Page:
Tesco agreed Friday to suspend its attempt to impose a worsening of pay and conditions on its long term workers and to return to the Labour Court, leading to the suspension of the strike. Monday’s Irish Times carries a report on just how hard Tesco have been hit by the strike action, the Finglas superstore saw a massive 80% decline in takings. These leaked figures stand in stark contrast to the attempt by Tesco PR to suggest the strike was ineffective and unpopular.
The figures reveal that even those stores which had not yet voted to strike, and which subsequently did not have pickets, saw a decline of 30% in sales. According to Conor Pope’s report in Tesco Clearwater on the Monday before the strike “sales were €165,901, while a week later they were under €35,000, a drop of €130,916 or nearly 80 per cent” and “The fall between the two Mondays across 29 stores of all sizes totalled €827,896. .. A daily loss of that scale would suggest the cumulative impact of the 11-day strike came close to €50 million”
Tesco stores across Ireland will strike from today against 'race to the bottom' wage and conditions changes the company is trying to impose on long term workers.
The Tesco’s scheme would impose up to a 20% pay cut on long-term staff. These workers, who have worked for the company for 20 years or more, are currently paid 14 euro an hour, and Tesco want to slash that. That this wage is seen as too high, in particular after 20 years' service, shows why it's important for all of us that the Tesco workers win their strike.
Listening to Morning Ireland on regime radio on the 7th of November we were surprised to hear the word lock out used only in the context of pupils being locked out of schools. The term has been carefully avoided when it comes to the teachers locked out by their employers.]
Thousands of teachers are locked out of their place of work that morning despite turning up as normal. The ASTI twitter account has sent many photos of teachers standing outside closed schools around the country, some 60% of secondary schools are closed.
The shutdown of Dublin bus services begins prematurely at 21.00 tonight thanks to management's refusal to trust the workers to wind down the service ahead of tomorrows two day strike, the first of three scheduled. As our name suggests Solidarity Times stands in solidarity with the bus workers, just as we were in solidarity with the LUAS strikes.
In both strikes a media looking for angles to attack the workers on choose the relative size of the pay claims they were making. 21% sounds big but the period covered, 2008 to 2019, is actually 11 years. But workers in Dublin need big pay increases and contrary to what RTE might tell you this isn’t a bad thing for most of us, quite the opposite.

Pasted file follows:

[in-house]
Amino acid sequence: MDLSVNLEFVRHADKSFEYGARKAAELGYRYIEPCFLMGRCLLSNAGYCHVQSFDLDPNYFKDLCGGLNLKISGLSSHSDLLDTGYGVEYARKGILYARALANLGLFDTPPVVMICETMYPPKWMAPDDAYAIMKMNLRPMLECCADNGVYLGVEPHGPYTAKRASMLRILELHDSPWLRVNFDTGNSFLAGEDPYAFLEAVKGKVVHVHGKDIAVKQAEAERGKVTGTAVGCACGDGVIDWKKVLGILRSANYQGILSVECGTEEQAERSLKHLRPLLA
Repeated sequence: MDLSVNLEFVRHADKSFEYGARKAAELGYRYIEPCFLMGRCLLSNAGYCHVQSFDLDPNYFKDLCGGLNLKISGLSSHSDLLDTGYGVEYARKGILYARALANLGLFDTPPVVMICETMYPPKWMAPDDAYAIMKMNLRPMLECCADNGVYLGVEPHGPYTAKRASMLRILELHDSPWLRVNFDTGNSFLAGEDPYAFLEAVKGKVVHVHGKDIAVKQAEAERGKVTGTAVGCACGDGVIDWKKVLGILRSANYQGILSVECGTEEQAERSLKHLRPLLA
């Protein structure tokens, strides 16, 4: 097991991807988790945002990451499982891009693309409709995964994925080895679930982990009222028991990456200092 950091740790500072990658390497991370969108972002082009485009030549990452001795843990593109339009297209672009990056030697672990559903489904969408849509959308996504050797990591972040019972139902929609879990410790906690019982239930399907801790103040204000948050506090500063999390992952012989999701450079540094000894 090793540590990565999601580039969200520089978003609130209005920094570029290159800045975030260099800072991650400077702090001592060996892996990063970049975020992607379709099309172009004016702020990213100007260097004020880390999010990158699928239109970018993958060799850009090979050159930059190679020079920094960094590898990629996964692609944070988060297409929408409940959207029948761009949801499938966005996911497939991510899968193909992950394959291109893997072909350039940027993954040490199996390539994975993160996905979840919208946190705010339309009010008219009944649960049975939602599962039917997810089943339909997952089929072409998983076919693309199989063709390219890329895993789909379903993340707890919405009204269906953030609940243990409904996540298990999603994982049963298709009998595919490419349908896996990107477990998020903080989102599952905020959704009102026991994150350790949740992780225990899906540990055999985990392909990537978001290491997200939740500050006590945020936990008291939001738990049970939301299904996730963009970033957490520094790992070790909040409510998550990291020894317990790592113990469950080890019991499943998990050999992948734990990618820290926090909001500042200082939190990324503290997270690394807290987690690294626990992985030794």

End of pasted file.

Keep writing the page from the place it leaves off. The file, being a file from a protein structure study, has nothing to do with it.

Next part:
Our solidarity to Cadburys workers who today begin an indefinite strike at the Coolock plant against the outsourcing of jobs. The company is trying to destroy 17 properly paid and pensionable jobs to replace them with minimum wage ones.
Our solidarity today to the LUAS workers striking for decent pay rates. The crisis was used by the government and capitalist class to drive down wages and ensure that a bigger share of profits went to shareholders. The LUAS fight is a fight for all of us as a victory should be a green light to all workers to demand pay rises, including the recovery of the money lost in the cuts imposed under the crisis. Across the world the share of income that goes to the richest 1% has soared while that going tooth rest of us has been slashed, we need to fight to reverse this.
After proclaiming that Britain rejected Labour because it was too left-wing, as smugly asserted as it was false, the right-wing media happily praised George Osborne’s first all-Tory budget and its attempt to steal Labour’s clothes. The Tories are proclaiming themselves the real workers party while simultaneously subjecting actual workers to new restrictions on our ability to organise and defend our interests and reducing their income. They think that re-branding the Minimum Wage the "National Living Wage" will fool enough people.
Friday June 12ths shock closure of the iconic Clery’s department store in Dublin shows how the law is set up to favour capital and screw workers. Workers are being told there may be no additional redundancy or owed holiday payments as the company is in debt. But this is only the case because right before the closure the largest asset, the building itself, was separated off from the accumulated debts. This was almost certainly legal under our system but of such obvious dubious morality that the workers could expect massive popular support if they occupied the building on a permanent ongoing basis.
I was part of a long education and discussion process that culminated in this new position paper on "Anarchism, Oppression & Exploitation" being agreed by WSM National Conference at the start of October 2014.
Minister Frances Fitzgerald claimed to be shocked at reports that some women in direct provision centres felt compelled into sex work by the poverty they are kept in. How can that be, its Minister Frances Fitzgerald who actually operates this direct provision system that creates such circumstances.
As the Minister she does not allow asylum seekers to work, leaving them to exist on €19.10 per week, often for periods measured in years. Who can imagine living month after month with such a minuscule amount of spending money? And while she now wants to suggest she has concern for such women the reality is that she is the one who signs deportation orders, orders which will very often send the same women to very much more difficult circumstances.